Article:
I’m dreaming of Vietnam again, basket boats
of fish and flowers, old lovers, my grandmother’s face,
the way time shoots forward and backward, how I’m riding
the Junks across Halong Bay’s sepal green skin,
my body like a stranger at the market, handling Rambutan
with its messy fringe, my body a ghost in a season of heat.
Where did she go, that stranger? Here, it’s spring outside,
cold then colder, it won’t make up its mind if buds are to blossom
or retract, if we can ease into our bodies or remain at odds,
swimming in our clothes. I remember a spring when I had her,
when I didn’t know what was coming. That time is also now.
Already, the losses have begun to tally in the sky’s wide notebook,
a sun in the center like a splotch of ink. I don’t mean God, I mean
how the earth makes its own sense—ships that once sailed off
the horizon’s edge into darkness were still sailing, even when
we couldn’t see them, even if for us, the ships were gone.
Maybe my old loves are the ships. Maybe the stranger on the junk,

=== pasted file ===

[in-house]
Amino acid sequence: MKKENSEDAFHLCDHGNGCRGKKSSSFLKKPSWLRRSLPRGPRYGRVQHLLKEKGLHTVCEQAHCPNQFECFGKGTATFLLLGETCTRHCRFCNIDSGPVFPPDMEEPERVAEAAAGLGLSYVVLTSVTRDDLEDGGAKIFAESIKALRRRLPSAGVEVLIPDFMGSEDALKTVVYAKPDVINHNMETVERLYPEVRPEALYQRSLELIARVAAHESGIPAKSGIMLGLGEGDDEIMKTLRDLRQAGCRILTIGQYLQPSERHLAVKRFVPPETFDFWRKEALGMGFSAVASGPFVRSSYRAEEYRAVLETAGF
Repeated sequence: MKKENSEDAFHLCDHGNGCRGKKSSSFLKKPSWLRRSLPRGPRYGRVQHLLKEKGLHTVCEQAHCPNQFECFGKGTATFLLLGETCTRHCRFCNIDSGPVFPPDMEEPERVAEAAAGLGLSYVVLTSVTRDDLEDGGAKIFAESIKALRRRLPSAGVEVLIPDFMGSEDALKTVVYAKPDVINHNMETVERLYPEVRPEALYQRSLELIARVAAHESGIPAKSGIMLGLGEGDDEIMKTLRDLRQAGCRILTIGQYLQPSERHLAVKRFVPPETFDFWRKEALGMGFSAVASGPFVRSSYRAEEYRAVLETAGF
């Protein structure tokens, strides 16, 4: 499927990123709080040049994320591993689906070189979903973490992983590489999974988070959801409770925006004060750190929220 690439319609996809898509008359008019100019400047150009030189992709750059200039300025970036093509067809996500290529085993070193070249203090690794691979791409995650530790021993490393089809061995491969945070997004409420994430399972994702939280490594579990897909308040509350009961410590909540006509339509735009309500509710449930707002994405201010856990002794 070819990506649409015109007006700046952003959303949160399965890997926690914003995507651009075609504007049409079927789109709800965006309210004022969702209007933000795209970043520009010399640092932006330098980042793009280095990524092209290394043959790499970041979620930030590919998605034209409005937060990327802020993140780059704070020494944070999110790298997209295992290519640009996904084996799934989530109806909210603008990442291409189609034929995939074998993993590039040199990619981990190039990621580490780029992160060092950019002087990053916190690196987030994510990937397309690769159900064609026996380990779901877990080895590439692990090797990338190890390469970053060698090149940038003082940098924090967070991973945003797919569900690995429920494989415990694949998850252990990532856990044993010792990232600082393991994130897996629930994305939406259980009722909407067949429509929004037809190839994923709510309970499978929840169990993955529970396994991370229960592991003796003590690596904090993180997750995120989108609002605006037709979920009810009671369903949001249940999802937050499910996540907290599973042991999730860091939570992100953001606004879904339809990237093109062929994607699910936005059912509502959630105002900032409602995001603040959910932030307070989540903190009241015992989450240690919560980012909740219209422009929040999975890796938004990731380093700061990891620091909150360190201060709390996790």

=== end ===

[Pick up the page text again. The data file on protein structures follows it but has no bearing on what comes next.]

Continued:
her solitary life strung like a thousand moons, also sails,
just in a different direction, the smooth hull of her life carving water
in twin lines, casting salt that brines every ocean that can be crossed.
Meghan Sterling lives in Portland, Maine with her family. Her work has been published in Rattle, Cider Press Review, Inflectionist Review, Glass: Poet’s Resist, Rise Up Review, Sky Island Journal, Literary Mama, Mom Egg Review, Enough: Poems of Resistance and Protest and many others. She is Associate Poetry Editor of the Maine Review, a Dibner Fellow at the 2020 Black Fly Writer’s Retreat, and a Hewnoaks Artist Colony Resident in 2019 and 2021. Her collection These Few Seeds is out in April 2021 from Terrapin Books. Her work can be found at meghansterling.com